Today I experimented with using Golden Acrylic's Light Molding Paste to build up texture on a painting board. The molding paste looks white, but when it dries, it is translucent. I mixed the molding paste with Golden fluid acrylic paints and I used an offset palette knife to spread the mixture on the painting board.
The colors I used today included warm and cool versions of the primaries:
Hansa Yellow Medium
Napthol Red Light
Anthroquinone Blue - love this color
Hansa Yellow Light
Pthalocyanine Blue (Green Shade) - very strong tinting!
I also used:
Pthalocyanine Green (Blue Shade)
The colors I mixed up are inspired by the Benjamin Moore 2021 Spring/Summer Palette. I tried to replicate Aegean Teal, Beacon Hill Damask, Rosy Peach. And I threw in a Fuchsia for fun.
The paint consistency was very similar to chocolate frosting or softened butter. I used the palette knife to make some thicker areas for emphasis and scraped away thinner areas to blend with the underlying layer. I loved pretending that I was icing a cake.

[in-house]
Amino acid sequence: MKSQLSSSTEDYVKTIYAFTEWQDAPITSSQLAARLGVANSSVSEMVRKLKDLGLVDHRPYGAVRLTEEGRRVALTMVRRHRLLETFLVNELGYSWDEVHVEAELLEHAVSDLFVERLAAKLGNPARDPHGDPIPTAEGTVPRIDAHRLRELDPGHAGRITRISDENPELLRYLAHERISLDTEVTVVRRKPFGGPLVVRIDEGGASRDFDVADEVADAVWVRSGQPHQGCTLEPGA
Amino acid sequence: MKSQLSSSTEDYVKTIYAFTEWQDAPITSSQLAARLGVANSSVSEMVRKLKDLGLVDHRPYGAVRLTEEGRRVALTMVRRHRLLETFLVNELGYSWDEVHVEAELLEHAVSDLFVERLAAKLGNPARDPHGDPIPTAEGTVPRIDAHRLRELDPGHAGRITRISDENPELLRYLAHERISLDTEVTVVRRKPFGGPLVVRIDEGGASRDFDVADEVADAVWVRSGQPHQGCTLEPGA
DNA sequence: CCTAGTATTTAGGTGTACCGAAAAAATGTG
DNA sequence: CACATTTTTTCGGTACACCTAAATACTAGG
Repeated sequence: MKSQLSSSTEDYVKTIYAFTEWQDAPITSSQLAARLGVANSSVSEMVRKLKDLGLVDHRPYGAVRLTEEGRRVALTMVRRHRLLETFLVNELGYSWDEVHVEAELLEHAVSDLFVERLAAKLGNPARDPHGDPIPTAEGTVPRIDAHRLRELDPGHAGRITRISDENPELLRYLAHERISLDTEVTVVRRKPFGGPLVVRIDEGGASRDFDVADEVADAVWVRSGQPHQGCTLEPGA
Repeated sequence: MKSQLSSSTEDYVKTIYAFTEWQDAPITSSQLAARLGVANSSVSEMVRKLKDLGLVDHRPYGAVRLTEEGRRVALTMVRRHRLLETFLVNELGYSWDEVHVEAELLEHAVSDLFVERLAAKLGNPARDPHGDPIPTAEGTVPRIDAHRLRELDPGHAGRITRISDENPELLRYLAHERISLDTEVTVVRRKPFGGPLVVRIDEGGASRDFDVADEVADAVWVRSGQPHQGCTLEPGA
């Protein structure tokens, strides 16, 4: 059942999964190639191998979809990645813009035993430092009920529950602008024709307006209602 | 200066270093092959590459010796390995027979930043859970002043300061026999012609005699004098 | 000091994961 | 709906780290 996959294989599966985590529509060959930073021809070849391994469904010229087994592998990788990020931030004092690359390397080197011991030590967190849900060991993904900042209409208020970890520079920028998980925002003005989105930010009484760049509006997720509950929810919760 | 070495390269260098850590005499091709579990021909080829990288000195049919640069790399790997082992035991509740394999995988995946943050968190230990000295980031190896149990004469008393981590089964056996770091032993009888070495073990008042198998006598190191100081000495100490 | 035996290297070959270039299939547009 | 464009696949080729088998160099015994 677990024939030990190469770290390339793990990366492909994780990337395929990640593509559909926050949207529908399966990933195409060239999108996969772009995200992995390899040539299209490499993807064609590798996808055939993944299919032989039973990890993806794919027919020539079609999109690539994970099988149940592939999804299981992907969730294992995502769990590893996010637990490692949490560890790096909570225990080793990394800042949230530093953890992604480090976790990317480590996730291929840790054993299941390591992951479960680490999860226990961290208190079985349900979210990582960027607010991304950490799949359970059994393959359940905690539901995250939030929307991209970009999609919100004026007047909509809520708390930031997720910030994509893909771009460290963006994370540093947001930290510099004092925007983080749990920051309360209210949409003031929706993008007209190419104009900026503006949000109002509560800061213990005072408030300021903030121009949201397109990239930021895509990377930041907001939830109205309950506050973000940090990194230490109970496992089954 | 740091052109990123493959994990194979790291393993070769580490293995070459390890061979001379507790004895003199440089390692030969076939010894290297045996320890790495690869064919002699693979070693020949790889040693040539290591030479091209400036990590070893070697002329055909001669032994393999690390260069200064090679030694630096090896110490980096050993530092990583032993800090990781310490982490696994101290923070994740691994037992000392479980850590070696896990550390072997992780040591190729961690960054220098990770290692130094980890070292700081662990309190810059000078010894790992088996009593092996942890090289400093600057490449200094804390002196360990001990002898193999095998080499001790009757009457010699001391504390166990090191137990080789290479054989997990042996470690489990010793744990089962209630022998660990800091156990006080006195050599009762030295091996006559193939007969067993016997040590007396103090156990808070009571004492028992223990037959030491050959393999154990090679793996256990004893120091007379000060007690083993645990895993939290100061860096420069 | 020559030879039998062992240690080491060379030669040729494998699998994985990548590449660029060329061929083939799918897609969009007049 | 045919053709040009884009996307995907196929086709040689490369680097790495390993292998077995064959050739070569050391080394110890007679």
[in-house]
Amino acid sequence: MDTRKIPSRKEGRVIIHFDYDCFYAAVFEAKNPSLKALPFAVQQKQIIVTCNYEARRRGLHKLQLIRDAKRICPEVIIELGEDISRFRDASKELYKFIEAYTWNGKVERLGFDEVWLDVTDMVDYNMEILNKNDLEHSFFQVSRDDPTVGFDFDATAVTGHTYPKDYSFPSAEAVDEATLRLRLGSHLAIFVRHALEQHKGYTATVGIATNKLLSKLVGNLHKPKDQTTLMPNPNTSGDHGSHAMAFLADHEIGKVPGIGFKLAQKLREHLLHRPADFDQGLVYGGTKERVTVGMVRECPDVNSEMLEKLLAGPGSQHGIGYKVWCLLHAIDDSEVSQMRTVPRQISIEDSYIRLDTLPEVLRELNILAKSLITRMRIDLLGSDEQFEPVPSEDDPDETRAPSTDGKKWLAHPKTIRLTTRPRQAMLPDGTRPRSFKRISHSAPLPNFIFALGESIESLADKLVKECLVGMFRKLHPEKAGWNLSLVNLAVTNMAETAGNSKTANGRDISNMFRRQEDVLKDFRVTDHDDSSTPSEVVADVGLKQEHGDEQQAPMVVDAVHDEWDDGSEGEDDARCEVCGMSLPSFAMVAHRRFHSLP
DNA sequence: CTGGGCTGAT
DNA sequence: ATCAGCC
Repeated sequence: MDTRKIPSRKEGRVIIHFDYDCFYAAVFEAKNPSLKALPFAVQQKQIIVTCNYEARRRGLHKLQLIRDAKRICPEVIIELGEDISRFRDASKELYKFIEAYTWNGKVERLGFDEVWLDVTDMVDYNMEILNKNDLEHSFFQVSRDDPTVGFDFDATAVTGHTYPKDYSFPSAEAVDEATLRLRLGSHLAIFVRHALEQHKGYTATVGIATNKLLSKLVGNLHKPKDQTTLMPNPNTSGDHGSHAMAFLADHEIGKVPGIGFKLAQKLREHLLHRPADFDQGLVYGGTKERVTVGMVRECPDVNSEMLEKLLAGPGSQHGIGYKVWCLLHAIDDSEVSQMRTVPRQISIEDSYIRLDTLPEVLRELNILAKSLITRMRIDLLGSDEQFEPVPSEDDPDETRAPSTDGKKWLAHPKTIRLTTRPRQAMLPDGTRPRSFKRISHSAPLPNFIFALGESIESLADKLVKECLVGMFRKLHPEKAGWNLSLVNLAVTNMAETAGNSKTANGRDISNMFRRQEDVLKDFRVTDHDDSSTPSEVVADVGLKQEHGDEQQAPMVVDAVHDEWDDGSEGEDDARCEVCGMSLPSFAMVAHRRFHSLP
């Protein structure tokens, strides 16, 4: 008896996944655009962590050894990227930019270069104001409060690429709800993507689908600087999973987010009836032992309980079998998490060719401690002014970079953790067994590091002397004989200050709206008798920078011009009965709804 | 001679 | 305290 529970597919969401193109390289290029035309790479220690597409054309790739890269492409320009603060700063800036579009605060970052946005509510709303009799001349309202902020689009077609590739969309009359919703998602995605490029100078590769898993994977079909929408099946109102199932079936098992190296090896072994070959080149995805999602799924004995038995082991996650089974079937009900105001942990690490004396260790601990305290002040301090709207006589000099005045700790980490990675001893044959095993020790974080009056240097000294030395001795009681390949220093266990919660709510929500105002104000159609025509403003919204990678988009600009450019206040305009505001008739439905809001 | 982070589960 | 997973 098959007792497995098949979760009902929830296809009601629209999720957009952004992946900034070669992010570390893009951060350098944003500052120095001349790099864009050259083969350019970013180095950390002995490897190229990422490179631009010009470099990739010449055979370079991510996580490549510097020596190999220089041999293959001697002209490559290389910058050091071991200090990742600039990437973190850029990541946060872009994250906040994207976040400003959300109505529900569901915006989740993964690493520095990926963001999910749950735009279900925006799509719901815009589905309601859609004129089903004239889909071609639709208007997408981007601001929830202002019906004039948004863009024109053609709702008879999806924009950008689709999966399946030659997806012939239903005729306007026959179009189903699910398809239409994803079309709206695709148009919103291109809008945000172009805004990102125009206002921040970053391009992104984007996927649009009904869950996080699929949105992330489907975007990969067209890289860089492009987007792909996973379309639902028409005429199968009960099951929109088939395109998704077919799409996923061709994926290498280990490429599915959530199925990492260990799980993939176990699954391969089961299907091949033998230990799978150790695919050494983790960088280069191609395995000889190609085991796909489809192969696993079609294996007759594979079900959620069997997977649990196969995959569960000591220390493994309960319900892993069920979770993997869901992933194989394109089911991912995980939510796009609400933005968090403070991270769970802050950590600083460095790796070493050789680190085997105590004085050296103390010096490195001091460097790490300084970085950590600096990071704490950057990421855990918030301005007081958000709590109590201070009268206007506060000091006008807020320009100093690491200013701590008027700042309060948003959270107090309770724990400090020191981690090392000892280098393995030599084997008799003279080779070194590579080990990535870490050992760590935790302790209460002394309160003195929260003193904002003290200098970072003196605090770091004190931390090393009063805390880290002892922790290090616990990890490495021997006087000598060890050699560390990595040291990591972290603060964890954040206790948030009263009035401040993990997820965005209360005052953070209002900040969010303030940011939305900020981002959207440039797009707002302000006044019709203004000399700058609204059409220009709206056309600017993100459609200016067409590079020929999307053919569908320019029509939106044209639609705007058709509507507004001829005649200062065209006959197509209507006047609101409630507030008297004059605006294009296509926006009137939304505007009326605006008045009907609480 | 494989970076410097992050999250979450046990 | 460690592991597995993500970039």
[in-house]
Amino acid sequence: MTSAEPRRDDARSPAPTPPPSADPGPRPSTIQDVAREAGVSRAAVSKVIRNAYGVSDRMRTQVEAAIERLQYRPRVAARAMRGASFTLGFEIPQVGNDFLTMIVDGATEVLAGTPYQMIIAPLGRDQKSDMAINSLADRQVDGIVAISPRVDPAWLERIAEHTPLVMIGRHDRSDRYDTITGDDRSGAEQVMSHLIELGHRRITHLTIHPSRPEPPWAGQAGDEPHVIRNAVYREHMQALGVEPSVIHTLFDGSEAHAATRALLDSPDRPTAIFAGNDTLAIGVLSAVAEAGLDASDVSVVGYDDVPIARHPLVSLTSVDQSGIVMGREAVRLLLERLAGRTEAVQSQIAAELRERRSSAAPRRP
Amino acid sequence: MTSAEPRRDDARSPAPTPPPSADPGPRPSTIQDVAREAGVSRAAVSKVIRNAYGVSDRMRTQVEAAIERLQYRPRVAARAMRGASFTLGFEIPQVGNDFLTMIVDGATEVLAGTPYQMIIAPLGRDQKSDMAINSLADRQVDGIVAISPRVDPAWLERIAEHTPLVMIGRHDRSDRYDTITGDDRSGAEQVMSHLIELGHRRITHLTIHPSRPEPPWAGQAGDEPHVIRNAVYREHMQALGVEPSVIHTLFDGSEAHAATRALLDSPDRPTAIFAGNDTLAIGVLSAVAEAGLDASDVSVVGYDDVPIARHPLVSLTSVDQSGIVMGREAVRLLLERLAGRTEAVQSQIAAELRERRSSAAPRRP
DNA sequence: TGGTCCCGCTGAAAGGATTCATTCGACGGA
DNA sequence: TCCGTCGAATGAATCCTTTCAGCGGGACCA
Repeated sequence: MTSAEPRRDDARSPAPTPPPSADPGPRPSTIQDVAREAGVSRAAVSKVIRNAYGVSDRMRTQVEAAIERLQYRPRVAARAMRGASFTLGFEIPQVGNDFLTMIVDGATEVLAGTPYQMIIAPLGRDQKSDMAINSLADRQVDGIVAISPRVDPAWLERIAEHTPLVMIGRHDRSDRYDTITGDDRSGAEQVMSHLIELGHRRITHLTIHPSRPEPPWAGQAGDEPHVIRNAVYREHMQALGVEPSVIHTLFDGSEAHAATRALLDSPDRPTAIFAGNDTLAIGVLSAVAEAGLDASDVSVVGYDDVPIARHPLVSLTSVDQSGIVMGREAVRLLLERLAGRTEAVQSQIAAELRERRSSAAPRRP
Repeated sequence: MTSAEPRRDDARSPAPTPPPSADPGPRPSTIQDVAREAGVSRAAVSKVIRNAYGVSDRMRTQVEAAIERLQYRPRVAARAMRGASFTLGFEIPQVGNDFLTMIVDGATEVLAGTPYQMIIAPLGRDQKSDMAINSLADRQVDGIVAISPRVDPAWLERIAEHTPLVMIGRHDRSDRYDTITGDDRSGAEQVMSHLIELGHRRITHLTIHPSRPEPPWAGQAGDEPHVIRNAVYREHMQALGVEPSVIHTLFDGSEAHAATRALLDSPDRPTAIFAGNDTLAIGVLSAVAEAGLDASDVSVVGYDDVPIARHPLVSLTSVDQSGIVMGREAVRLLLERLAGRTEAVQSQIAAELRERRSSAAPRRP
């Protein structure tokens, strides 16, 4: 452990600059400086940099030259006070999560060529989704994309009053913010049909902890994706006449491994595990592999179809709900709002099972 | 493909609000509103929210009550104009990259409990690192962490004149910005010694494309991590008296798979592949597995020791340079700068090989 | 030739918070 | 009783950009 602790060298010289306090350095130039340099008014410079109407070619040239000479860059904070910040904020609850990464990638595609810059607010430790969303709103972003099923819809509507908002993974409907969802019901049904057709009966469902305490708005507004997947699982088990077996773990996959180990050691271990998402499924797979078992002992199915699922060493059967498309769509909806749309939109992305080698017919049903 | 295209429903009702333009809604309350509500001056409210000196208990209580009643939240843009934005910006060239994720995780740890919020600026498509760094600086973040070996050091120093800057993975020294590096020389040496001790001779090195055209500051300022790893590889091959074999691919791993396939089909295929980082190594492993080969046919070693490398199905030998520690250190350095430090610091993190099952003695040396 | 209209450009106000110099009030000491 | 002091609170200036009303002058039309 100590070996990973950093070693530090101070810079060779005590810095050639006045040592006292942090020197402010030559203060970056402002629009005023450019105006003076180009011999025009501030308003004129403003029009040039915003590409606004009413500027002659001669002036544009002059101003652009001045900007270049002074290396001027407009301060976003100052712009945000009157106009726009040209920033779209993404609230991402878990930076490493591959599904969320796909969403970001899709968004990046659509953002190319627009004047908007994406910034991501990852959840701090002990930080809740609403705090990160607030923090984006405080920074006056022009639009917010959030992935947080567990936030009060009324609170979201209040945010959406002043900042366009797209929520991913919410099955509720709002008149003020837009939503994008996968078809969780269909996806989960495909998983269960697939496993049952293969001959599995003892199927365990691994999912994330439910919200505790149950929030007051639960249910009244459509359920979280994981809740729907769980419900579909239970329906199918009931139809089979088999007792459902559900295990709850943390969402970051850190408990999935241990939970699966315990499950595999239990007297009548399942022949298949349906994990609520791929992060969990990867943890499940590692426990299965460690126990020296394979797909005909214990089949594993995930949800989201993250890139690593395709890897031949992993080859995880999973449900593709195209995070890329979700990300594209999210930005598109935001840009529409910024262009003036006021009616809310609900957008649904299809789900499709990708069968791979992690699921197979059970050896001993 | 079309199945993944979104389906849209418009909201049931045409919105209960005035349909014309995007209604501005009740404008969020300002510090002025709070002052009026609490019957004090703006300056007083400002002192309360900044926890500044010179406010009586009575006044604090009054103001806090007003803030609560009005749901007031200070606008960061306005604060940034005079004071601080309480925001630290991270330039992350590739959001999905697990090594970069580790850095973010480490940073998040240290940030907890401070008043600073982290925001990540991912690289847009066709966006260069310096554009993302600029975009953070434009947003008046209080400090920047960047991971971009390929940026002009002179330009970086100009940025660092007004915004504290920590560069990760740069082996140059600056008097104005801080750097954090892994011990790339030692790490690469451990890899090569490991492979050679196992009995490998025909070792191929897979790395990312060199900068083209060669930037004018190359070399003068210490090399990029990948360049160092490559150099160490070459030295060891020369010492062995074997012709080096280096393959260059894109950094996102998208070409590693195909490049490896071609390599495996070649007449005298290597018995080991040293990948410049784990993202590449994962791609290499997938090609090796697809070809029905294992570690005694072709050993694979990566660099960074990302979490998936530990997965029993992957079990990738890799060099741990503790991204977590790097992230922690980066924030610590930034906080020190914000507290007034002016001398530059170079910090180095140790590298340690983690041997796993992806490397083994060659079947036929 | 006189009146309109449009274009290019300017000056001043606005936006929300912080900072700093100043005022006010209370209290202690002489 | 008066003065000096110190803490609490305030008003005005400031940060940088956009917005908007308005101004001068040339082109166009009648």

I played around with the proportion of molding paste to paint — it is possible to make the the paint so soupy that the molding paste loses its viscosity. I noticed that mixing the paint into the molding paste first, then correcting it to the right color seemed to work better than pre-mixing the color, then adding the molding paste on to it.
I love thick consistency of the molding paste and the scraping and frosting marks I could make with a palette knife. I seem to prefer a painting with a strong physical presence as an object. It might be good to experiment with gradually building up thin glazes and seeing how I feel about that process as a contrast.
The light molding paste has a gritty texture that could make it accept drawing media like pastels on top of it. The light molding paste is also somewhat matte when it dries, so I could try adding gloss gel on top to add a sheen or a glaze on top of an area.
In the Background:
I recently discovered the Learn To Paint Podcast. Kelly Anne Powers is a very good interviewer. She asks specific and insightful questions that really help me think about how I am developing my art process. Also the show notes conveniently include a time log and links to the artist's websites and social media accounts so it's easy for me to learn more and follow. Most of the artists are also teachers who offer workshops and classes.
Today I was listening to Episode 10 with Betty Franks Krause. Krause is an abstract acrylic painter who uses an inspiring variety of marks in her paintings. In this episode, she talks about the importance of process and taking the time to write down your process so you can learn what process works best for you as an artist.